On Saturday week, Manchester United will return to Turf Moor. Five years ago on Tuesday, Robbie Blake's volley caused Burnley's ground to literally shake and record an unforgettable first ever Premier League victory while the future for United, as one supporter in the away stand put it, looked "seriously shit". United are still wrestling with similar problems.
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Unprepared, undercooked and underwhelming, they were deservedly beaten by Swansea on Saturday and although Chelsea visit Lancashire tonight, Sean Dyche's Burnley will already be relishing United's visit next week. At least Michael Owen won't be up front.
Two-thousand-and-nine signalled a significant shift in United's approach. Suddenly, there was no value in the market, Owen joined on a free transfer and Gabriel Obertan, a reserve at Bordeuax, was signed for £3 million. The club had sold Cristiano Ronaldo to Real Madrid for £80m and Carlos Tévez's loan deal expired, yet they chose against competing for the continent's best players. United spent £19.25m in the summer of 2009 as the leeching Glazer family's ownership drained the squad of new blood.
On Sunday night, #Glazersout was trending on Twitter. Deprived of transfers and trophies, United's support is beginning to resemble Arsenal's at this stage last season. Smarting from an opening day defeat, they have had enough, yet the keyboard warriors are going to have to do more than get a hashtag trending.
For one, some of these supporters will post "#Glazersout" despite their avatar featuring them kitted out in a brand new Chevrolet replica shirt. This blatant hypocrisy was witnessed during the green and gold movement in 2010 when some fans had a scarf draped around their neck but sported a home shirt. Eventually, the green and gold scarf became not so much a political symbol as a fashion accessory.
United fans are not going to have an affect on the running of their club via Twitter. They aspire to be the sporting equivalent of the Egypt Revolution of 2011 yet Egyptians did more than sit on their sofas. "#Jan25th" drew 80,000 to demonstrate in Cairo but if United supporters are going to drive the Glazers out of the club then 80,000 need to stay away from Old Trafford. Should United's executive vice-chairman Ed Woodward miraculously sign Arturo Vidal, Mats Hummels and Angel di María and they still lose at Sunderland and Burnley, it won't be the Glazers' heads these shallow supporters will be calling for.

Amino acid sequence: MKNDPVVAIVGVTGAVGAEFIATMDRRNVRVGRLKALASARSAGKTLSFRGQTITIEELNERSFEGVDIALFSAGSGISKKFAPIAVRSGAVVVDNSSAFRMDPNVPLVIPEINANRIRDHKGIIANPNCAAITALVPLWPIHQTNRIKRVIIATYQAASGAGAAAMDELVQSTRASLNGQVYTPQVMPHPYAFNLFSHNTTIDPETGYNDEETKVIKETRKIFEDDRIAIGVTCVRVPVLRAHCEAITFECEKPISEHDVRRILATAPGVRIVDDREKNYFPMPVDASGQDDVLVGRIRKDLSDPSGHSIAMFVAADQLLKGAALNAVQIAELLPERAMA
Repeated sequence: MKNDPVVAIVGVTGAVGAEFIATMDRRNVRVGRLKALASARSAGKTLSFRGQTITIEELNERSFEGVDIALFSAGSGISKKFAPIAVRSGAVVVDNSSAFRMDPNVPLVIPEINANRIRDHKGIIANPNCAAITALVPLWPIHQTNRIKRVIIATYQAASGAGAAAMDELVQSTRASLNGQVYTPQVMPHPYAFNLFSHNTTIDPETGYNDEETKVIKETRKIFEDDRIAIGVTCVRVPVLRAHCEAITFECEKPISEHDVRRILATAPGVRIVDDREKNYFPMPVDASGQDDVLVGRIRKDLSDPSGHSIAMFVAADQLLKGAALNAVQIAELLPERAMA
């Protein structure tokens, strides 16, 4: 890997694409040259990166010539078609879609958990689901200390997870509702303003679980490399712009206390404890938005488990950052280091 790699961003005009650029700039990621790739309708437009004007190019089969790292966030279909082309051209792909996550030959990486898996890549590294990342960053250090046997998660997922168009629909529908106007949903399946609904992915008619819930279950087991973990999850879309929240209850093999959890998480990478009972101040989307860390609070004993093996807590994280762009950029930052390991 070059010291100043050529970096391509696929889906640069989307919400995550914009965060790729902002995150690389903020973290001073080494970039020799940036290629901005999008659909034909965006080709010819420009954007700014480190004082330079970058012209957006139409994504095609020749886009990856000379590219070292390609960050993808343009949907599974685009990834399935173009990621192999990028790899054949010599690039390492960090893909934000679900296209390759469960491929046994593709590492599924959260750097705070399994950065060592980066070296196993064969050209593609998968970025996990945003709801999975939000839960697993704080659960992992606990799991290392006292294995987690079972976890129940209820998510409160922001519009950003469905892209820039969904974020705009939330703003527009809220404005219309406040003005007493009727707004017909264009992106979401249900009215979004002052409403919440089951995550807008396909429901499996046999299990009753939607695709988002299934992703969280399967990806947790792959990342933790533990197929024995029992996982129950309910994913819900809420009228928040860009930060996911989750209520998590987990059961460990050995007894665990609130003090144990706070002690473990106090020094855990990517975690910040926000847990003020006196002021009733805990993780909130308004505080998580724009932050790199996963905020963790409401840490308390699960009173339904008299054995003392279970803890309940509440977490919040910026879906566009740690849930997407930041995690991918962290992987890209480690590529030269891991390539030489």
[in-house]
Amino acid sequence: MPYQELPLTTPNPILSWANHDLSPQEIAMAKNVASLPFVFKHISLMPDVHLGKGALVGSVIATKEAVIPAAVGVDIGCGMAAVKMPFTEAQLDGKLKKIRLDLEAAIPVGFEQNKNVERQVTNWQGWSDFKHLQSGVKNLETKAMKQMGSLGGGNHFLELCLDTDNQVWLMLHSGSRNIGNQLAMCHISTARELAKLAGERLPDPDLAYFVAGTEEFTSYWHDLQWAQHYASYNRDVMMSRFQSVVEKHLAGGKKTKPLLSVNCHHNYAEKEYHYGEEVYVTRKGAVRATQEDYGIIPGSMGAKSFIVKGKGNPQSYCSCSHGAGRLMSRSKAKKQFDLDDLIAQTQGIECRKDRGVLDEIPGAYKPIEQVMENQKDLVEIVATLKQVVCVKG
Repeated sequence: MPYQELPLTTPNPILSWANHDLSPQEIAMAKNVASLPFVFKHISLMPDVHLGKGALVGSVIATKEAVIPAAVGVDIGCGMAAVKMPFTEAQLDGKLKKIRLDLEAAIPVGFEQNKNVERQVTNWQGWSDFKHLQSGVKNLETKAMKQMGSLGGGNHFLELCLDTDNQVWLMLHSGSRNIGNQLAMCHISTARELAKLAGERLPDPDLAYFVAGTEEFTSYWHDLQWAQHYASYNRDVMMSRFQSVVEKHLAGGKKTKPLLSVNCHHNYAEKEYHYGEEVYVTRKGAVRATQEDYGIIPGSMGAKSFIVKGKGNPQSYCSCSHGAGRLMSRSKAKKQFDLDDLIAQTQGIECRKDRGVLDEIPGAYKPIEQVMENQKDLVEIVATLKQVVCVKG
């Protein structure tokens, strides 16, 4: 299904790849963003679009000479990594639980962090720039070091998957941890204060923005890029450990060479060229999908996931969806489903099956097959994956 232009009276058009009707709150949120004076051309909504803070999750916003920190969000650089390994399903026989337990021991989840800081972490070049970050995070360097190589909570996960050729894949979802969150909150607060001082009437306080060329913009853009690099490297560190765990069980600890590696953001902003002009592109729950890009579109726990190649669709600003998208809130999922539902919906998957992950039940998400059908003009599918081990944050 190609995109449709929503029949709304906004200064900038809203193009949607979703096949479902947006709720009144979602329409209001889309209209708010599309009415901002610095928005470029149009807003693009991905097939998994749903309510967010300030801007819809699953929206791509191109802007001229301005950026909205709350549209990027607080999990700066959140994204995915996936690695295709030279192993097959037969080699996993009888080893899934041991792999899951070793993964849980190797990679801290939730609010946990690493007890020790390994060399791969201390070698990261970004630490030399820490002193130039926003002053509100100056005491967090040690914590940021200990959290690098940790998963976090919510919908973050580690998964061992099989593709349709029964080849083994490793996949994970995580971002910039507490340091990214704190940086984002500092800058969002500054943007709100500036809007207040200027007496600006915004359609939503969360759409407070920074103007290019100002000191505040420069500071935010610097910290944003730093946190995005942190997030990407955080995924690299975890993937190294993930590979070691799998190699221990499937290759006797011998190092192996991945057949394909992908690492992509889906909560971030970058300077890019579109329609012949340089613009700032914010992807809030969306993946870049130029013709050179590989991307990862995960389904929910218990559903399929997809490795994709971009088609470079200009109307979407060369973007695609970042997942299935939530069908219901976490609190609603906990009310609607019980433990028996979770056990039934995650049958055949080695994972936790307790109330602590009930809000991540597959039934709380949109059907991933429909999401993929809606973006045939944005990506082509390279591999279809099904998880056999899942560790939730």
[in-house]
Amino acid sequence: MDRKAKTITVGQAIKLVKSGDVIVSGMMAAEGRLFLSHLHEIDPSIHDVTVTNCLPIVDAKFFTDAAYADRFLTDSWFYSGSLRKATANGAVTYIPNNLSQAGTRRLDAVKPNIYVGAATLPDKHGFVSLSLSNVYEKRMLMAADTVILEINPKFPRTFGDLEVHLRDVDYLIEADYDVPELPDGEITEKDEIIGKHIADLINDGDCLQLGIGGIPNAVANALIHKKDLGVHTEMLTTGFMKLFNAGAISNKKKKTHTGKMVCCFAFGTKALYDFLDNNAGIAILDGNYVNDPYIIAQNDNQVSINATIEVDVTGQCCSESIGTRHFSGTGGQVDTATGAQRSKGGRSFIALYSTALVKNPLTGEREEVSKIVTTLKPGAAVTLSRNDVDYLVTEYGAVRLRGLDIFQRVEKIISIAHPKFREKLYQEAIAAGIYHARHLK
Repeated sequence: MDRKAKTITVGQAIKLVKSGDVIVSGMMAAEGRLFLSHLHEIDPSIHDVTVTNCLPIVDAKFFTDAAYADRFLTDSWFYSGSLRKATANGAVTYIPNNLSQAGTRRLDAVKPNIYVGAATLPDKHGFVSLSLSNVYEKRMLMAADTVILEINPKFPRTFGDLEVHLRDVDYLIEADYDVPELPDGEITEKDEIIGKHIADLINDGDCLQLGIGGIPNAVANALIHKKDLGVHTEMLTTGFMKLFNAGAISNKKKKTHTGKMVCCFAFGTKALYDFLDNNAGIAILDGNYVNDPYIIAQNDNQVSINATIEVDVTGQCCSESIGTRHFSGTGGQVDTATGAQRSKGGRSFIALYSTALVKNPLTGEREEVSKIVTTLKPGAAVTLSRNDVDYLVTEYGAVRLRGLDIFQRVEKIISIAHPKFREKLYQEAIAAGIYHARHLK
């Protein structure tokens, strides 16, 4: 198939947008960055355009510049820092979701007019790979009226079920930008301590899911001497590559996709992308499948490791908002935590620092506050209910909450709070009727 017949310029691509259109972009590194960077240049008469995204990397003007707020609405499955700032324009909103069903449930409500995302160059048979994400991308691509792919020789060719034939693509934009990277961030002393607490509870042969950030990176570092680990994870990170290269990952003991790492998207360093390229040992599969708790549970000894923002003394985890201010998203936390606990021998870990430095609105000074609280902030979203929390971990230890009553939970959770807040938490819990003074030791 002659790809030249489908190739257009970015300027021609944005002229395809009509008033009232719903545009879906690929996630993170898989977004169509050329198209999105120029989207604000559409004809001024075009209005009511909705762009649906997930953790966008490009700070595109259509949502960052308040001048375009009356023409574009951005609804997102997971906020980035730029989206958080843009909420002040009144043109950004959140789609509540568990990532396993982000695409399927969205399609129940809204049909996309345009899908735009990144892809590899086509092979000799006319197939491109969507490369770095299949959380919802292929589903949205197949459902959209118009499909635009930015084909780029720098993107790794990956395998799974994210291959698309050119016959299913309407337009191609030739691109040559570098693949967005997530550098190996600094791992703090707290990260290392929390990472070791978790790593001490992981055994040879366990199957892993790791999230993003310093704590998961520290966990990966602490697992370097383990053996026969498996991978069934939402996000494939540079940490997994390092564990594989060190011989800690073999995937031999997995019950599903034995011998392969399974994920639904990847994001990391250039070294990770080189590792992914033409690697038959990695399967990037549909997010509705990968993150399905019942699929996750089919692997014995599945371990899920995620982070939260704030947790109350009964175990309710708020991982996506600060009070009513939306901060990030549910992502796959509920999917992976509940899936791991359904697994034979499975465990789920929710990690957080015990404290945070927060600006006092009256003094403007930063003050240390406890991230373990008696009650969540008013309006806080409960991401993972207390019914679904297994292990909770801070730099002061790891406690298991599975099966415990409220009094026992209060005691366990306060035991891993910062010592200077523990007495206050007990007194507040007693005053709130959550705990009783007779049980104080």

Not going to games is a wrench for thousands who have followed the club from Rome to Mandalay and visited loan sharks to fuel their addiction. Some just can't quit but others have not stepped foot back inside the ground since the Glazers' 2005 takeover. The vast majority on Twitter have, possibly, never been to Manchester, never mind Old Trafford.
Others just don't have a problem with the Glazers, or have only become allergic to their running of the club since Sir Alex Ferguson retired. Ferguson was delegated by the Glazers to address supporters and his haughty comments occasionally reflected their callous capitalism. "Go and support Chelsea," he advised some United fans in Budapest nine years ago. "I don't care what the fans think," was another. Cannily, Ferguson brought 10 trophies to the club despite a £600m debt.
You rarely heard "Die die Glazer fucking die" reverberate around Old Trafford in the years before Malcolm Glazer passed away. Nowadays, it's "All I know is City's gonna die", rather than Glazer, and his May death was not greeted by United fans running round Old Trafford with a Glazer papier maché head on a stick. The majority of fans were so well sated with success they didn't care about the abhorrent running of the club.
Ferguson lulled the Glazers, whose knowledge of football wouldn't fill a postage stamp, into a false sense of security. They backed his disastrous decision to anoint David Moyes as his successor even when he should never have been considered for the United managerial role. Avram Glazer was at Old Trafford on Saturday and must have noticed what a shambolic side United have become.
United have made just two statement signings in the post-Ronaldo era: Robin van Persie and Juan Mata. Van Persie was a stirring response to Manchester City's title win on goal difference but Mata, at a club-record £37.1m, signalled how United would have to spend huge sums regularly in the market if they were to compete for the title, let alone return to the Champions League. Ferguson's ingenuity could yield a title despite signing a Fulham reserve, an unknown Mexican and a Portuguese vagrant but the last time he had a squad as dire as the current crop at United was when shell suits were fashionable.
Sponsors are concerned at United's malaise, which is more worrying for the Glazers. They have parasitically run United for nine years, saddling the club with a huge debt and hiking ticket prices, yet the demand for an Old Trafford ticket is still high. Supporters will only cause the Glazers distress if they vote with their feet and Old Trafford is pockmarked with empty seats.
Woodward said in February: "We aren't afraid of moving in the market in a way we perhaps haven't seen in recent years." In some ways he is right. To have brought in just two players to a team that dropped from first to seventh in a year has never been seen before.